Stock Futures Jump on Surprising Jobs Report

Stock index futures jumped Friday after a government report showed much fewer-than-expected jobs were lost in November, reinforcing hopes of a recovery.

S&P 500 futures rose 14.40 points and were above fair value, a formula that evaluates pricing by taking into account interest rates, dividends and time to expiration on the contract.

Dow Jones industrial average futures gained 111 points, while Nasdaq 100 futures jumped 24 points.

US employers cut a far fewer-than-expected 11,000 jobs in November, the smallest decline since the start of the recession in December 2007, government data showed on Friday, strongly suggesting the deterioration in the labor market was in its final stages.

One other economic number on the agenda is the government release of October factory orders at 10 am. Consensus forecasts call for a rise of 0.2 percent following September's 0.9 percent advance.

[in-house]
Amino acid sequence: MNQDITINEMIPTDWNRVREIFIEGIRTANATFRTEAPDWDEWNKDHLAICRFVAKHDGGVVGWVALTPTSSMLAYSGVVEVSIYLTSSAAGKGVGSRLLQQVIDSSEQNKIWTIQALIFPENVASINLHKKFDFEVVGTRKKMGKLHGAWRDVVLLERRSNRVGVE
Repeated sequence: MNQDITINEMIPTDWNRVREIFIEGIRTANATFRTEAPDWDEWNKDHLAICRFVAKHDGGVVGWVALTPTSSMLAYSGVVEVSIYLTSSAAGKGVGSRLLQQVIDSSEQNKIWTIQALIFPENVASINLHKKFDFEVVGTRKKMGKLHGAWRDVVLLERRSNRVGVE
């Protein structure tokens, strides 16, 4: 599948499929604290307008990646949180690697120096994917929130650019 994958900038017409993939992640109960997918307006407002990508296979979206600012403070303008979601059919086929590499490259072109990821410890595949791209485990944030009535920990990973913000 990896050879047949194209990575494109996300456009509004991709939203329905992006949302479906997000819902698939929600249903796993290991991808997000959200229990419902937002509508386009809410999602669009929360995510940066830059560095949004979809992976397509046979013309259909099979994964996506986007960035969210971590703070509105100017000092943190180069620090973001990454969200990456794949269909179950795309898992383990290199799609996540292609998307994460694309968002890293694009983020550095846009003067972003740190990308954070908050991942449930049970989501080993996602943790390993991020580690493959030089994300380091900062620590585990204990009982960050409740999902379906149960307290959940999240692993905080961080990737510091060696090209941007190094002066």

Investors also have two Fed appearances Friday following Thursday's long Fed Chief Ben Bernanke's confirmation hearing. Philadelphia Federal Reserve President Charles Plosser will speak on the financial crisis and the economy in an appearance in Philadelphia at 10 am, while his St. Louis Fed colleague James Bullard appears on a financial crisis panel at that same event at 1:15 pm.

Fedex could be a stock to watch as the company announces it's raising 2010 rates by 4.9 percent.

Toyota Motor says its earnings may not recover as fast as expected because of a still-weak U.S. economy and a rising yen.

Bank of America raised almost $19.3 billion late Thursday in a share sale that helps raise the money to pay back $45 billion in government TARP funds.

Videogame maker Take-Two Interactive saw a 21 percent after-hours tumble after saying slow sales of its games would cause a profit shortfall.

Winterizing Your Portfolio - A CNBC Special Report
Winterizing Your Portfolio - A CNBC Special Report

In statements that could help both the dollar and U.S. treasuries, China's foreign currency reserve regulator says the dollar stands secure as the anchor of the country's foreign exchange reserves, while Japan's chief cabinet secretary says the government has no plans to sell U.S. Treasuries to improve its finances.

- Written by Peter Schacknow, Senior Producer, CNBC Breaking News Desk